We had a good laugh around the office today. A visitor to our workplace was working on a presentation and started laughing out loud; as part of his research he was checking up on the Twitter accounts of various fast food chains to see what they were doing to engage their customers.
The reason he laughed? This particular national fast food chain was Tweeting things like: “Our new 99 cent such-and-such is delicious and filled with 100% such-and-such”. I’ll spare the details that would identify the chain, but you get the idea. They were simply advertising via Twitter, which is about as uninteresting and boring as it gets. Who wants to see that in their Twitter stream?
We were laughing about how bad it was, and my officemate had an idea: As a mild form of reprimand, and due to my cynical sense of humor, he suggested I reply.
I replied back: “Thanks so much for the fascinating information!”, which (and I admit this) was a snarky response.
But then, they replied with something even worse: “Even better! Our (insert other sandwich here) is also only 99 cents!”
It was so impersonal, it felt like it may as well have been a bot.
This is an extreme example, and of course I was baiting them, but the overall point is this: Engagement via advertisement on Twitter is exactly the wrong way to use the platform.
If you’re responsible for using Twitter as a form of outreach for a business, let’s consider some of the appropriate ways to use this powerful tool.
You should, first, and foremost, be interesting. One of the biggest jokes about Twitter is that “nobody cares what you’re eating for lunch.” Sometimes, however, people do care. If you’ve tried a fascinating new local restaurant or had an exceptional experience at a local retailer, there is nothing wrong with talking about that. People want to know about interesting and positive things you encounter during the day. It’s also appropriate to occasionally link your followers to interesting or informative things you’ve read, or re-Tweet some of the interesting people you follow.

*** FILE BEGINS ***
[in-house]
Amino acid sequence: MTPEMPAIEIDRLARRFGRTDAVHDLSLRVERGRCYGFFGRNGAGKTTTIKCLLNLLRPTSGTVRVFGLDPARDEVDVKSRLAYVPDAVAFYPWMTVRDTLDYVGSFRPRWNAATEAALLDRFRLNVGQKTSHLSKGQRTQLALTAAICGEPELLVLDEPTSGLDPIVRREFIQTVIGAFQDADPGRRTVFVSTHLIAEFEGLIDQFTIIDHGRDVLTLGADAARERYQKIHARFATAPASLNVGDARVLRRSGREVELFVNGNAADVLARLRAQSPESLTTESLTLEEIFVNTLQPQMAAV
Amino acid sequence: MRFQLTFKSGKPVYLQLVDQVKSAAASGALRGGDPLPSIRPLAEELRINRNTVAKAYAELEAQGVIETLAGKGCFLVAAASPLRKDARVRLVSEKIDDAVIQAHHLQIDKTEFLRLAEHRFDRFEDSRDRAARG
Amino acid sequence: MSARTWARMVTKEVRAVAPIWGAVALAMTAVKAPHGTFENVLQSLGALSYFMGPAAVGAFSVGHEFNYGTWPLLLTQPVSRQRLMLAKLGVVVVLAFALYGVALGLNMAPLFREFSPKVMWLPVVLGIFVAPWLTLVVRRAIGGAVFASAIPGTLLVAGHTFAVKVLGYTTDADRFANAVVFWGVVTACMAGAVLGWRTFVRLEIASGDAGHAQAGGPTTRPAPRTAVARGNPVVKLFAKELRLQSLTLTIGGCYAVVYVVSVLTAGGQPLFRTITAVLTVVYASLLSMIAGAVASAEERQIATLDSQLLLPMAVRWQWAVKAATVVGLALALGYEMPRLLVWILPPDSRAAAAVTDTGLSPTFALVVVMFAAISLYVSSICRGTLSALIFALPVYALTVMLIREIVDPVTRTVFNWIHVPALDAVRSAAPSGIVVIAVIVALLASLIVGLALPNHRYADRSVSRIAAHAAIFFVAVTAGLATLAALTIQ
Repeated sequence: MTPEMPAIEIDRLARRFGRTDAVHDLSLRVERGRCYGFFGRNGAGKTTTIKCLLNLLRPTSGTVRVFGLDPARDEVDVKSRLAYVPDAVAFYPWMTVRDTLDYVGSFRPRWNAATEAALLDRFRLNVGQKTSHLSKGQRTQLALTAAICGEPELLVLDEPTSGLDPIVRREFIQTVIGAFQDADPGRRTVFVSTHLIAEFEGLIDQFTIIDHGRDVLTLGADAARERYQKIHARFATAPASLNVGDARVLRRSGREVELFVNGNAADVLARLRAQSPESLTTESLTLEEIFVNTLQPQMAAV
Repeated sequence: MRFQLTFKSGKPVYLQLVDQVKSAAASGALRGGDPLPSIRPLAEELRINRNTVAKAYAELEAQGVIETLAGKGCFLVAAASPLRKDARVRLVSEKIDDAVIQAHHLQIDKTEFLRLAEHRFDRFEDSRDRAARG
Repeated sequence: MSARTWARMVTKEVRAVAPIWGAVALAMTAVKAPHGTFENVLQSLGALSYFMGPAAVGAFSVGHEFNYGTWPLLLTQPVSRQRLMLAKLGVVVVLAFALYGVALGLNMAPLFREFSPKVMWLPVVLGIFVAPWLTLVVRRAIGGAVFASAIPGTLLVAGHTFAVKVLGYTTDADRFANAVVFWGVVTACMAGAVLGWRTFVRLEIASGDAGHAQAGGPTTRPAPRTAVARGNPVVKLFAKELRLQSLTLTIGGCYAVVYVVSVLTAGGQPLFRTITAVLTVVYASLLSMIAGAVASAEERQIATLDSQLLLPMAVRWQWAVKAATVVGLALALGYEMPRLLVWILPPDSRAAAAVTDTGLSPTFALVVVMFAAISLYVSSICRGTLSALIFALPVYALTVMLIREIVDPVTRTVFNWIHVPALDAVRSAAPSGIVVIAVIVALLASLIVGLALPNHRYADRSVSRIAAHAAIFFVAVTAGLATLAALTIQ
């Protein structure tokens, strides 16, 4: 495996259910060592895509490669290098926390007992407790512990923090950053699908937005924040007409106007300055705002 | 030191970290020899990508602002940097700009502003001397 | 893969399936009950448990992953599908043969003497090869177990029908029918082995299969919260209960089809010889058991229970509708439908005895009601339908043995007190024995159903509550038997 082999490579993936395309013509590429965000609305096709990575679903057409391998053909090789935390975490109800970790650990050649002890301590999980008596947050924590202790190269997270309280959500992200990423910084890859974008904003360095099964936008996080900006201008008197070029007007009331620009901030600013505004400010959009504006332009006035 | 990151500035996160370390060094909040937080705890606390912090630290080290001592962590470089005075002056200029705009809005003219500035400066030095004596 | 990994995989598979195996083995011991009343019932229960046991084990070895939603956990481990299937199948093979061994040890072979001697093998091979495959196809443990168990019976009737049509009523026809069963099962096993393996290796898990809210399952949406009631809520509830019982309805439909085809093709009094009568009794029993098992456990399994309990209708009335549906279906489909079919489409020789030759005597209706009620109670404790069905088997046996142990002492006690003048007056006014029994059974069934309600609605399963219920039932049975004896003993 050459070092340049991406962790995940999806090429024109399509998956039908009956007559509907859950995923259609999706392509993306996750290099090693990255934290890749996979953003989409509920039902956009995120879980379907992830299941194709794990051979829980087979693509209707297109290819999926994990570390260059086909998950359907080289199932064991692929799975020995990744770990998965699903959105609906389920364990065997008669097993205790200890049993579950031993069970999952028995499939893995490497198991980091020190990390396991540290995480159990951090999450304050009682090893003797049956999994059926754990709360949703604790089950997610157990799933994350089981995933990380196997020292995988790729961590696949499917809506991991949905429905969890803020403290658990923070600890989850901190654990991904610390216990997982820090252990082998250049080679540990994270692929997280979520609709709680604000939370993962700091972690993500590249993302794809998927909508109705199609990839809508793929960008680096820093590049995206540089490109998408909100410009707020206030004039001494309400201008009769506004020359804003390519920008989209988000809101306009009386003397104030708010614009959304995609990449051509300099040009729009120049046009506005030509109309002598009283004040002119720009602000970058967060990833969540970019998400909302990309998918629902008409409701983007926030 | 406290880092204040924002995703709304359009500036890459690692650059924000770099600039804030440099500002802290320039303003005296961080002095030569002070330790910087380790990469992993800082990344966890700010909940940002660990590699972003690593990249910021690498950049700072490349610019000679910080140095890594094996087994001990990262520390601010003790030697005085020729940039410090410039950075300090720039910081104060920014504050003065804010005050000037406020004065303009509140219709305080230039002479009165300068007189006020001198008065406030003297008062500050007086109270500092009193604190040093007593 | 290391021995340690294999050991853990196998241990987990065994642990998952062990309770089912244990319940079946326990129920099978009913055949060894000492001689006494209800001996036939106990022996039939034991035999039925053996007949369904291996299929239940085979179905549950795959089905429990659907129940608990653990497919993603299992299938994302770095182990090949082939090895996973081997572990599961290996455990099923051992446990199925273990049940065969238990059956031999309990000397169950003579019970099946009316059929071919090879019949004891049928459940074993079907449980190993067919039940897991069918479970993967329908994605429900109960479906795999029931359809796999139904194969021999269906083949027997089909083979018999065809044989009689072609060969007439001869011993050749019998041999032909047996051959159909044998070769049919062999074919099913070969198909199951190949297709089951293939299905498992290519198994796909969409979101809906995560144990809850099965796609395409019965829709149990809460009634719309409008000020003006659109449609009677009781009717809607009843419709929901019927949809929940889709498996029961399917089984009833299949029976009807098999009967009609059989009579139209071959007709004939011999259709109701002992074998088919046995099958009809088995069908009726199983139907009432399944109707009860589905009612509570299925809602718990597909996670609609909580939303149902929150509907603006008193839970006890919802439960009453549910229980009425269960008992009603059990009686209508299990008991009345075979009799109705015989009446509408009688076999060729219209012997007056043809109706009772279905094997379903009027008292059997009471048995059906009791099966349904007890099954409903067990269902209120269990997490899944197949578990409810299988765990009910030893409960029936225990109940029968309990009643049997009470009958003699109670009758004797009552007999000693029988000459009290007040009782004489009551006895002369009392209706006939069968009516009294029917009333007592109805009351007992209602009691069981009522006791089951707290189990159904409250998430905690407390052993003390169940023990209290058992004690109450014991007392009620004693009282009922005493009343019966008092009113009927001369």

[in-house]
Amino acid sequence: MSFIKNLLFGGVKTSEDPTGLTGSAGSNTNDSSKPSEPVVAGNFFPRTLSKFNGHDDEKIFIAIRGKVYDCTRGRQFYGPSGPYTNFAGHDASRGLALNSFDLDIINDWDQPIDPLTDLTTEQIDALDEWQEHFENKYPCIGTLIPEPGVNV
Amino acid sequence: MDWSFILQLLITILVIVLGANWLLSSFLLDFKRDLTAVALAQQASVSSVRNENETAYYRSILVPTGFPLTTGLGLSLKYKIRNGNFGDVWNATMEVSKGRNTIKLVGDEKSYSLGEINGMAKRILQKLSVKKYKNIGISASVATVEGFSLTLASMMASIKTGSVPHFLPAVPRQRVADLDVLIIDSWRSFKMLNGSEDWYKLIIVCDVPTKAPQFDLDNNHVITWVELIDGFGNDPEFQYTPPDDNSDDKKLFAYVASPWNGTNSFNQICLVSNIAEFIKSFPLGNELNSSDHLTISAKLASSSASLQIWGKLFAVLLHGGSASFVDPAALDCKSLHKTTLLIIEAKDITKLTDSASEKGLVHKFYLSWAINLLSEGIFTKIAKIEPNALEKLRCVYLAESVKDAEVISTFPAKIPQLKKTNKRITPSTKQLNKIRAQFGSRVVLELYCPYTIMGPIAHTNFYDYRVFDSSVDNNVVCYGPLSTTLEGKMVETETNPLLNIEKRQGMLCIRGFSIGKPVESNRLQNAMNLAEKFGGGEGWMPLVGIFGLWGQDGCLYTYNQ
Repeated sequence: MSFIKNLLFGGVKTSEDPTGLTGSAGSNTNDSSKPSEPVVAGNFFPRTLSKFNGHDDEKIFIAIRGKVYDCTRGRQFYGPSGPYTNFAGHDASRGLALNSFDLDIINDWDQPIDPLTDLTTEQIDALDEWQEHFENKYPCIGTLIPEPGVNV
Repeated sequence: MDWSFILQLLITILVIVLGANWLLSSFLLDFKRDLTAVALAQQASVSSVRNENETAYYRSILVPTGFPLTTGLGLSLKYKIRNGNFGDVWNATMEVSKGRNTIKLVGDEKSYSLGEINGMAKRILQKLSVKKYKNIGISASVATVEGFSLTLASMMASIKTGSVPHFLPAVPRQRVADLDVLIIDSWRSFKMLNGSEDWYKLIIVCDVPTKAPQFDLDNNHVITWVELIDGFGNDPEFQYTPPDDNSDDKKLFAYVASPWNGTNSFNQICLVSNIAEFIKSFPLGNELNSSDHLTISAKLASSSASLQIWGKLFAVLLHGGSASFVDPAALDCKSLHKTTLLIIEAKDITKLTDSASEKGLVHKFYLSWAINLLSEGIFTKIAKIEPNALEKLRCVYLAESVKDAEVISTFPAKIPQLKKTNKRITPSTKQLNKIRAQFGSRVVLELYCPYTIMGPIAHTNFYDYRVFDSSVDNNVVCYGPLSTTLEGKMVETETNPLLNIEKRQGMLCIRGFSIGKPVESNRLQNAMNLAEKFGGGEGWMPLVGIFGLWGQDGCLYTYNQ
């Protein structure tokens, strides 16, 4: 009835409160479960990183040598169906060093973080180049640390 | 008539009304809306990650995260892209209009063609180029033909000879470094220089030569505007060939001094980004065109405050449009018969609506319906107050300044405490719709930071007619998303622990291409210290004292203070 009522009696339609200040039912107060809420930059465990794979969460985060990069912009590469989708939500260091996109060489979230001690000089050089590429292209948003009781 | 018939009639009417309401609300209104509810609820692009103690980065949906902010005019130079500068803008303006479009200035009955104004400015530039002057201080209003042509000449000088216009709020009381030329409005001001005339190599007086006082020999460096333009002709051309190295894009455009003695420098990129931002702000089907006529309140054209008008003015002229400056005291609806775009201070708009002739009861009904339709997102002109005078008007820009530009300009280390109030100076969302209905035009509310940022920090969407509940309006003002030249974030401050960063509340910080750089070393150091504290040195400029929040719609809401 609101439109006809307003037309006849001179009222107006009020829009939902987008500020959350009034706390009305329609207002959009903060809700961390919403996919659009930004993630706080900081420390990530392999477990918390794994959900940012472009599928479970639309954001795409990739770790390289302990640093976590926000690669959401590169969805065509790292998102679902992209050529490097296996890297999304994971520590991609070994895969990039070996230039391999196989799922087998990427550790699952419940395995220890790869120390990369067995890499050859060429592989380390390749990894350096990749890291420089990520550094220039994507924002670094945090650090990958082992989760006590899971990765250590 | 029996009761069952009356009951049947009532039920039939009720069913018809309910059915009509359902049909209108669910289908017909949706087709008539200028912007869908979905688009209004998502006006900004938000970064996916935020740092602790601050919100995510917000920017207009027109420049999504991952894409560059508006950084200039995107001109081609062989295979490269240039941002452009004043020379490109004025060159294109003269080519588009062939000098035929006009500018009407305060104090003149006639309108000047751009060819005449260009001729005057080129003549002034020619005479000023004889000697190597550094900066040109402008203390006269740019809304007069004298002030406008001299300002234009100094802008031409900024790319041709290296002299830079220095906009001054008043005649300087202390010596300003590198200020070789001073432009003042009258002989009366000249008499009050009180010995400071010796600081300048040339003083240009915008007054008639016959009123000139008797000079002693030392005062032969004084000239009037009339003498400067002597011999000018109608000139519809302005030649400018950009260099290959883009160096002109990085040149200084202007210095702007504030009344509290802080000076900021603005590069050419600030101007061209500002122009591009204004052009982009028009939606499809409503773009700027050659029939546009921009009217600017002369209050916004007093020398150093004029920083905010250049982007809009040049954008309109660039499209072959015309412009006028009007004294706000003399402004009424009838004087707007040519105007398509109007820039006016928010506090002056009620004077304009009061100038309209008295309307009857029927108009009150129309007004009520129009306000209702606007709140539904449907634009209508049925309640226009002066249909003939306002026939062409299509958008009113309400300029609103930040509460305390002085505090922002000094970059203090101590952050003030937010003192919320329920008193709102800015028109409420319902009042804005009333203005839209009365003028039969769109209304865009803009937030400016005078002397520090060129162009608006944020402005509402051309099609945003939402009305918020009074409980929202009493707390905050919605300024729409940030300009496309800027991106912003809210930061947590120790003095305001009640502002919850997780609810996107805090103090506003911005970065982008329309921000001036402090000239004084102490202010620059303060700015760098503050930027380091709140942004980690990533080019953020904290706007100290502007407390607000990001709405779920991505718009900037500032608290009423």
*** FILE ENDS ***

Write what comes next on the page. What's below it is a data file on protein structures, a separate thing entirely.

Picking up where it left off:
Twitter is like a casual cocktail party. You can go in and mingle, laugh, tell a joke, shake some hands, listen to other interesting people, talk about your kids or your funny brother-in-law, and nobody will call you a jerk. Imagine, though, going into the same party and telling everyone about the deals you’re currently offering, over and over again. Nobody is going to want to be your friend.
Treat Twitter like a casual conversation and you’ll find that when you do have something of value to offer your network, they’ll sit up and listen because they trust you and they know you’re not only there to sell something. They follow you because they like you, and they’ll buy from you for the same reason.